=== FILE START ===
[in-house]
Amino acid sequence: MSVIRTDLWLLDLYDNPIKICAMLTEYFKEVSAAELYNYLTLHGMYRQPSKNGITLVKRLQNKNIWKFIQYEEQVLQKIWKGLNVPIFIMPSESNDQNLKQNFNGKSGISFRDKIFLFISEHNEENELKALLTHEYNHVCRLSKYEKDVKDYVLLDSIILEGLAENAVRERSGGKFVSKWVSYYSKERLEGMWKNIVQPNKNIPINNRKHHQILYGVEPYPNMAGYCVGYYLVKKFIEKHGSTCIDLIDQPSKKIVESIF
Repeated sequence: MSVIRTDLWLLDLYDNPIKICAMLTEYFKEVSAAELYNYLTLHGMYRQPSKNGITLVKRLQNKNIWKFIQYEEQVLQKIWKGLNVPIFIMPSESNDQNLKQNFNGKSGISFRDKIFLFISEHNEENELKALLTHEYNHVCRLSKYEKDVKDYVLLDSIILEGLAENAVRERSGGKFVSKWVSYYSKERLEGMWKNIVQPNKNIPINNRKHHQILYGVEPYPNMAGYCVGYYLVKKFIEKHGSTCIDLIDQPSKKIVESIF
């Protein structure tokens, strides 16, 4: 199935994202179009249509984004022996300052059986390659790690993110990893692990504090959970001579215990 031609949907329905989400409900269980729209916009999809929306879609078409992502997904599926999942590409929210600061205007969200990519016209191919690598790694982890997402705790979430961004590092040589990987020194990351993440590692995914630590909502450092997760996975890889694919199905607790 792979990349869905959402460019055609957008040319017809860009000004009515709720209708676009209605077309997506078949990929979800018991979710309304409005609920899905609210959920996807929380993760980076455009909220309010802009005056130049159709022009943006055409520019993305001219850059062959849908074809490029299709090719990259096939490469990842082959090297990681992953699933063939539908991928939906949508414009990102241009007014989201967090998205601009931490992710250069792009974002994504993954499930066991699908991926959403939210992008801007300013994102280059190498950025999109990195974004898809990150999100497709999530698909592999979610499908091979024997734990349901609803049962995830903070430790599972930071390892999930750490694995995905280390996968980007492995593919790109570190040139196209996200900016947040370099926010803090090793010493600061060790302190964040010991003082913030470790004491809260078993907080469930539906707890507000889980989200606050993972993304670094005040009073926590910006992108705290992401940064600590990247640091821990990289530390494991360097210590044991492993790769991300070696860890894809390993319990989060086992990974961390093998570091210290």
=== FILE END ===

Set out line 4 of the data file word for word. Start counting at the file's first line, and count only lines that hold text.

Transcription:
């Protein structure tokens, strides 16, 4: 199935994202179009249509984004022996300052059986390659790690993110990893692990504090959970001579215990 031609949907329905989400409900269980729209916009999809929306879609078409992502997904599926999942590409929210600061205007969200990519016209191919690598790694982890997402705790979430961004590092040589990987020194990351993440590692995914630590909502450092997760996975890889694919199905607790 792979990349869905959402460019055609957008040319017809860009000004009515709720209708676009209605077309997506078949990929979800018991979710309304409005609920899905609210959920996807929380993760980076455009909220309010802009005056130049159709022009943006055409520019993305001219850059062959849908074809490029299709090719990259096939490469990842082959090297990681992953699933063939539908991928939906949508414009990102241009007014989201967090998205601009931490992710250069792009974002994504993954499930066991699908991926959403939210992008801007300013994102280059190498950025999109990195974004898809990150999100497709999530698909592999979610499908091979024997734990349901609803049962995830903070430790599972930071390892999930750490694995995905280390996968980007492995593919790109570190040139196209996200900016947040370099926010803090090793010493600061060790302190964040010991003082913030470790004491809260078993907080469930539906707890507000889980989200606050993972993304670094005040009073926590910006992108705290992401940064600590990247640091821990990289530390494991360097210590044991492993790769991300070696860890894809390993319990989060086992990974961390093998570091210290």